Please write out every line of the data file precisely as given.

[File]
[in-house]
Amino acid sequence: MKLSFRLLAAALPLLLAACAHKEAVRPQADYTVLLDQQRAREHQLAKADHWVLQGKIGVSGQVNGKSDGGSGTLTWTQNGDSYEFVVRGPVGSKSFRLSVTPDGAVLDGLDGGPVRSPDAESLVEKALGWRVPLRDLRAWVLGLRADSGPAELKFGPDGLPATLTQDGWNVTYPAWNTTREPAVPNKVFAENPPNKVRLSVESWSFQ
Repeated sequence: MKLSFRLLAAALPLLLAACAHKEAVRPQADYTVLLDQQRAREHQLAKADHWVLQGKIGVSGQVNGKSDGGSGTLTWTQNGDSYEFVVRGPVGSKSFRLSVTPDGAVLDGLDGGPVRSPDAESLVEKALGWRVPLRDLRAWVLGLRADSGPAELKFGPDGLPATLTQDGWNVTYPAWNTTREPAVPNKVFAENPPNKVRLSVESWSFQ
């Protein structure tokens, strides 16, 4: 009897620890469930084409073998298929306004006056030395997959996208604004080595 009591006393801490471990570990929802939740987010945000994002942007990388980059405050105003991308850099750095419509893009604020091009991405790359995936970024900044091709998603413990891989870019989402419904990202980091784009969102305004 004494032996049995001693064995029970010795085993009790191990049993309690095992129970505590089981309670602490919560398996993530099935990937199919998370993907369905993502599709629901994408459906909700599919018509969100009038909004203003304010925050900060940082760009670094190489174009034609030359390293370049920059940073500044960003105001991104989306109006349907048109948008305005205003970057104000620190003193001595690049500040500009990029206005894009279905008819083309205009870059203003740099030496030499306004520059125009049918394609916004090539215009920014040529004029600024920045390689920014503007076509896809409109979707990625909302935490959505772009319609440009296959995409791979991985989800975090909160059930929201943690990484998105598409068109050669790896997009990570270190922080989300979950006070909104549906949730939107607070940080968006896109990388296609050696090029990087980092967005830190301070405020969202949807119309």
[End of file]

[in-house]
Amino acid sequence: MKLSFRLLAAALPLLLAACAHKEAVRPQADYTVLLDQQRAREHQLAKADHWVLQGKIGVSGQVNGKSDGGSGTLTWTQNGDSYEFVVRGPVGSKSFRLSVTPDGAVLDGLDGGPVRSPDAESLVEKALGWRVPLRDLRAWVLGLRADSGPAELKFGPDGLPATLTQDGWNVTYPAWNTTREPAVPNKVFAENPPNKVRLSVESWSFQ
Repeated sequence: MKLSFRLLAAALPLLLAACAHKEAVRPQADYTVLLDQQRAREHQLAKADHWVLQGKIGVSGQVNGKSDGGSGTLTWTQNGDSYEFVVRGPVGSKSFRLSVTPDGAVLDGLDGGPVRSPDAESLVEKALGWRVPLRDLRAWVLGLRADSGPAELKFGPDGLPATLTQDGWNVTYPAWNTTREPAVPNKVFAENPPNKVRLSVESWSFQ
């Protein structure tokens, strides 16, 4: 009897620890469930084409073998298929306004006056030395997959996208604004080595 009591006393801490471990570990929802939740987010945000994002942007990388980059405050105003991308850099750095419509893009604020091009991405790359995936970024900044091709998603413990891989870019989402419904990202980091784009969102305004 004494032996049995001693064995029970010795085993009790191990049993309690095992129970505590089981309670602490919560398996993530099935990937199919998370993907369905993502599709629901994408459906909700599919018509969100009038909004203003304010925050900060940082760009670094190489174009034609030359390293370049920059940073500044960003105001991104989306109006349907048109948008305005205003970057104000620190003193001595690049500040500009990029206005894009279905008819083309205009870059203003740099030496030499306004520059125009049918394609916004090539215009920014040529004029600024920045390689920014503007076509896809409109979707990625909302935490959505772009319609440009296959995409791979991985989800975090909160059930929201943690990484998105598409068109050669790896997009990570270190922080989300979950006070909104549906949730939107607070940080968006896109990388296609050696090029990087980092967005830190301070405020969202949807119309």